This is the opposite of a lovey dovey post...You've been warned;)
It’s kind of odd to be writing a blog about relationships ending when Jo Burns Connects is all about creating and building connections. But that’s the way connections work…they begin and end and the cycle continues. We all have relationships of all different types, familial, friends, romantic, colleagues and acquaintances. Some last for a long time (they started at birth or in college), some are for a reason (you’re in a class, or serve on a board with them), some are for a season (their kid is friends with your kid, they volunteer at the same place for an event), some are for a specific transaction (they helped you so you helped them), and some we work to intentionally create. I’m at a certain point in life where many of my friends are a result of our kids being friends and now, they’re adults so that relationship has evolved. It also made me realize that I desired friends that I had authentic and uncommon connections with outside of my kiddos. I found a great women’s networking organization that fit and helped me find women and potential friends struggling with some of the same issues. (Thank you, Camp Experience Network!) Because let’s face it…making new friends as adults is challenging.
I’ve also realized that some long time relationships evolve and end, whether those are with family members or friends. What once might have held us together has dissolved. Last fall this happened to me with a dear long time friend from college. Our communications began waning over time. I became accustomed to her cancellations to share a beer over zoom (we live in different states). It just seemed to fizzle, even after I went to visit her in person. Apparently, my visiting (only outside and for a walk) had blind sided her and made her feel uncomfortable. Finally, in the fall when I had tried to connect with her one last time, she canceled again, and I was all done. The friendship was no longer serving me. We had lost the “thing” that had kept us connected for so many years. That may have been trust, maybe it was convenience, maybe it was a slew of years of shared experiences, and maybe it was because we both had changed. Don’t get me wrong, I grieved this loss, had to work through my emotions and challenges of the hole and the hurt it left. When relationships end, both parties have to reflect on what our role was, own it, accept it and move on.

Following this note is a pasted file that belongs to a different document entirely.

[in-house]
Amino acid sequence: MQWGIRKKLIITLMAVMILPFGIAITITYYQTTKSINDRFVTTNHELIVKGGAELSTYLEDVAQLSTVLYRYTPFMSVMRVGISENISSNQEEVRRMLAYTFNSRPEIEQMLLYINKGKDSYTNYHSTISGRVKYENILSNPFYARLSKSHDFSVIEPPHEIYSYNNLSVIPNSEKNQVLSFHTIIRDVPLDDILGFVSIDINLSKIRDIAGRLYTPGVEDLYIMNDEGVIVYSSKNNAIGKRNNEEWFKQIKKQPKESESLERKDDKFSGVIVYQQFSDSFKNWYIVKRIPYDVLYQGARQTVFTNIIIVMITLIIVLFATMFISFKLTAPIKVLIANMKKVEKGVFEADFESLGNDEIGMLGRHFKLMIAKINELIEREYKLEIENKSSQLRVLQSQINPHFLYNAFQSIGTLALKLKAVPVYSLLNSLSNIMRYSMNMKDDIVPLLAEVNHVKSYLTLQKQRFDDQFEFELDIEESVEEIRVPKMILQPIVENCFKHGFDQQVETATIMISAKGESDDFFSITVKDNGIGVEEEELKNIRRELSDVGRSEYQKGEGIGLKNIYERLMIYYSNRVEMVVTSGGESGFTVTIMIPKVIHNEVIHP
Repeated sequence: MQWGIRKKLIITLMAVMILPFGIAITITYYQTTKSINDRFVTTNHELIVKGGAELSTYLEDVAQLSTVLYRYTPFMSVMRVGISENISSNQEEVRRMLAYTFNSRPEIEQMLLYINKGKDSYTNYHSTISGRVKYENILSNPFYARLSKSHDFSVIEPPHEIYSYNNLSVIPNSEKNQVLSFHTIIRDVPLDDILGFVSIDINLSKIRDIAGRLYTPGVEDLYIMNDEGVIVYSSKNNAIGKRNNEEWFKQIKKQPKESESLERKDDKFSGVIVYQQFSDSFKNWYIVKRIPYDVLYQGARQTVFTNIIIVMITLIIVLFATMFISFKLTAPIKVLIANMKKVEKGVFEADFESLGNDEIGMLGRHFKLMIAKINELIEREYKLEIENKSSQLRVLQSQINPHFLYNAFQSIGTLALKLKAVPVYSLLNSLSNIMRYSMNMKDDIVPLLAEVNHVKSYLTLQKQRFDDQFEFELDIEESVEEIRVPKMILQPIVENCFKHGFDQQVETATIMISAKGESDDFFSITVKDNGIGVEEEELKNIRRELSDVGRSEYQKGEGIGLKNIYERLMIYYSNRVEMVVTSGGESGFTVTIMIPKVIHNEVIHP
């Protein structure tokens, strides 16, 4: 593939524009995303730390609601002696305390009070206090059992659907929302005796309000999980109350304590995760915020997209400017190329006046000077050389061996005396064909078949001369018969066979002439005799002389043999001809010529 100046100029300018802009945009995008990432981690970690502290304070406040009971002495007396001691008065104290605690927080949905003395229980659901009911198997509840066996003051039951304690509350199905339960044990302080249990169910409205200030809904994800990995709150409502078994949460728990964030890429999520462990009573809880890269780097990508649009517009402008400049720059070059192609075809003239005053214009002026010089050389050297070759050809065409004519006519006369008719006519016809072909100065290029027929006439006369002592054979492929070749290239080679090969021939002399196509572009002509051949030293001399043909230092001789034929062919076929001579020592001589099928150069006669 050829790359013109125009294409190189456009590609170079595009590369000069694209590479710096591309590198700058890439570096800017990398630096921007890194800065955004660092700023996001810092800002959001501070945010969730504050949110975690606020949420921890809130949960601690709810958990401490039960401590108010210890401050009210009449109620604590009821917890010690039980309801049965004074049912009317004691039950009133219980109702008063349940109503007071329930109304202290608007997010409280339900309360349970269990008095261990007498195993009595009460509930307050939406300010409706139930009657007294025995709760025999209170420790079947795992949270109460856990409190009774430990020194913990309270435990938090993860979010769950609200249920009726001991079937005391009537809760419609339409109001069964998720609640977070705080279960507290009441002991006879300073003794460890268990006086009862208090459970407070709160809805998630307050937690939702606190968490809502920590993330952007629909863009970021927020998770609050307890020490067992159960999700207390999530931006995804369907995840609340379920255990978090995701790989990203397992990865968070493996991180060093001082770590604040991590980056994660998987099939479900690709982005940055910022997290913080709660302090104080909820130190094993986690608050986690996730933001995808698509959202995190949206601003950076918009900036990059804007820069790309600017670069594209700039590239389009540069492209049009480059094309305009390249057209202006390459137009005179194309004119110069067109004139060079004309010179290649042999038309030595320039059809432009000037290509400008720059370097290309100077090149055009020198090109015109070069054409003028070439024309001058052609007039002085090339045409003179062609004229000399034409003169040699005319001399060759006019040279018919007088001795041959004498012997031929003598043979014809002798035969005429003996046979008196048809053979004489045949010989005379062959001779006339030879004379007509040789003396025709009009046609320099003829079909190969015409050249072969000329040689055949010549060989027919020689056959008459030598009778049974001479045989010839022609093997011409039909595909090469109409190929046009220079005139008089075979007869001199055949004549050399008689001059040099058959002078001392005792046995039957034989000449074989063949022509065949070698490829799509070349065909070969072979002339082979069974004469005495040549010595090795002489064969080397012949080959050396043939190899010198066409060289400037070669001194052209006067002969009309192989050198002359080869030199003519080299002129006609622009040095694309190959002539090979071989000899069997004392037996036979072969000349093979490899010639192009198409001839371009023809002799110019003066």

Here’s the thing…changing and growing is OK and it’s normal. Each new experience adds to who we are as an individual and what we can share with others. Friendships, romantic relationships and familial relationships truly do require effort and engagement, or we can grow out of the relationships we hold dear. They also require that we be willing to be vulnerable and show our true selves, no matter how scary that may be. So, this Valentine’s, be a little un-valentiney…if there is a relationship in your life that is no longer serving you, bringing you joy, connecting you in the way that you like or that you feel isn’t providing you space to be you…kindly set if free. It will make abundant space for you to invite and allow new people to come into your life. .